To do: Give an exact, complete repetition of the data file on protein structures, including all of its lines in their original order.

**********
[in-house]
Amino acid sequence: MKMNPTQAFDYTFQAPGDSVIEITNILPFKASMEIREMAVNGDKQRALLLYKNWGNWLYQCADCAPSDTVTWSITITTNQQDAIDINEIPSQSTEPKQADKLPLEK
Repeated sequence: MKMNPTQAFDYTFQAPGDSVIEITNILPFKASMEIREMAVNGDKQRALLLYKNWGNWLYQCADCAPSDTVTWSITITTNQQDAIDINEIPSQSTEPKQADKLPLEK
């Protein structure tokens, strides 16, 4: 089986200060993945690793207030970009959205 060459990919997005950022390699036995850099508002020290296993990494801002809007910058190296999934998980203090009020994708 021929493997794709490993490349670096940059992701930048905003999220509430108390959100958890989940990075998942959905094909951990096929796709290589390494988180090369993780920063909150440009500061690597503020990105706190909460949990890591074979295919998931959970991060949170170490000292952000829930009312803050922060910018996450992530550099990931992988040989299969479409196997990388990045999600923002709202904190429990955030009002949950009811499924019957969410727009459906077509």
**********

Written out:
[in-house]
Amino acid sequence: MKMNPTQAFDYTFQAPGDSVIEITNILPFKASMEIREMAVNGDKQRALLLYKNWGNWLYQCADCAPSDTVTWSITITTNQQDAIDINEIPSQSTEPKQADKLPLEK
Repeated sequence: MKMNPTQAFDYTFQAPGDSVIEITNILPFKASMEIREMAVNGDKQRALLLYKNWGNWLYQCADCAPSDTVTWSITITTNQQDAIDINEIPSQSTEPKQADKLPLEK
């Protein structure tokens, strides 16, 4: 089986200060993945690793207030970009959205 060459990919997005950022390699036995850099508002020290296993990494801002809007910058190296999934998980203090009020994708 021929493997794709490993490349670096940059992701930048905003999220509430108390959100958890989940990075998942959905094909951990096929796709290589390494988180090369993780920063909150440009500061690597503020990105706190909460949990890591074979295919998931959970991060949170170490000292952000829930009312803050922060910018996450992530550099990931992988040989299969479409196997990388990045999600923002709202904190429990955030009002949950009811499924019957969410727009459906077509």